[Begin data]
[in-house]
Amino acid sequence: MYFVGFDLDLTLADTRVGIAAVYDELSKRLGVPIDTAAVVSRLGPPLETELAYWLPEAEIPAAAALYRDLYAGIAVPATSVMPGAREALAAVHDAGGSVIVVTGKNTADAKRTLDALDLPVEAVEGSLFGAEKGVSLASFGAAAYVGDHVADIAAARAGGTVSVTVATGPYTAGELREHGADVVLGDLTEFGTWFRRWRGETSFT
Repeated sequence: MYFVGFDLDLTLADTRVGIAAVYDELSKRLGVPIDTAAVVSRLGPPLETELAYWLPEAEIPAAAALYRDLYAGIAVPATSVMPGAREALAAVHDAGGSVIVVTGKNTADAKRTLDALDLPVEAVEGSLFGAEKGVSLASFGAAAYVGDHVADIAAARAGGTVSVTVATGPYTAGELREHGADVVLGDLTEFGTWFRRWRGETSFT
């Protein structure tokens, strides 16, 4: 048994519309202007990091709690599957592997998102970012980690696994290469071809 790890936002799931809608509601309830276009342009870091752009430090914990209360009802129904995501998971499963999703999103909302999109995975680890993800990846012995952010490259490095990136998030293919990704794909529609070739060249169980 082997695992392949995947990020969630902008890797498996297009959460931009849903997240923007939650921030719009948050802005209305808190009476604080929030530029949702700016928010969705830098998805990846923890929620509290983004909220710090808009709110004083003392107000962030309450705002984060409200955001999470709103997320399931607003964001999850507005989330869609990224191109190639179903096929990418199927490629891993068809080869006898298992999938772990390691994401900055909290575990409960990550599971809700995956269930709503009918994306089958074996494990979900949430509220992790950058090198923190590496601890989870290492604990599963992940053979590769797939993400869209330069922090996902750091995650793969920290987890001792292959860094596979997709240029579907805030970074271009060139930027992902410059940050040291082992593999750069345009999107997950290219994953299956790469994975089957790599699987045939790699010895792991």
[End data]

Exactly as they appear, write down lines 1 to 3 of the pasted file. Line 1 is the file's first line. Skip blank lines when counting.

[in-house]
Amino acid sequence: MYFVGFDLDLTLADTRVGIAAVYDELSKRLGVPIDTAAVVSRLGPPLETELAYWLPEAEIPAAAALYRDLYAGIAVPATSVMPGAREALAAVHDAGGSVIVVTGKNTADAKRTLDALDLPVEAVEGSLFGAEKGVSLASFGAAAYVGDHVADIAAARAGGTVSVTVATGPYTAGELREHGADVVLGDLTEFGTWFRRWRGETSFT
Repeated sequence: MYFVGFDLDLTLADTRVGIAAVYDELSKRLGVPIDTAAVVSRLGPPLETELAYWLPEAEIPAAAALYRDLYAGIAVPATSVMPGAREALAAVHDAGGSVIVVTGKNTADAKRTLDALDLPVEAVEGSLFGAEKGVSLASFGAAAYVGDHVADIAAARAGGTVSVTVATGPYTAGELREHGADVVLGDLTEFGTWFRRWRGETSFT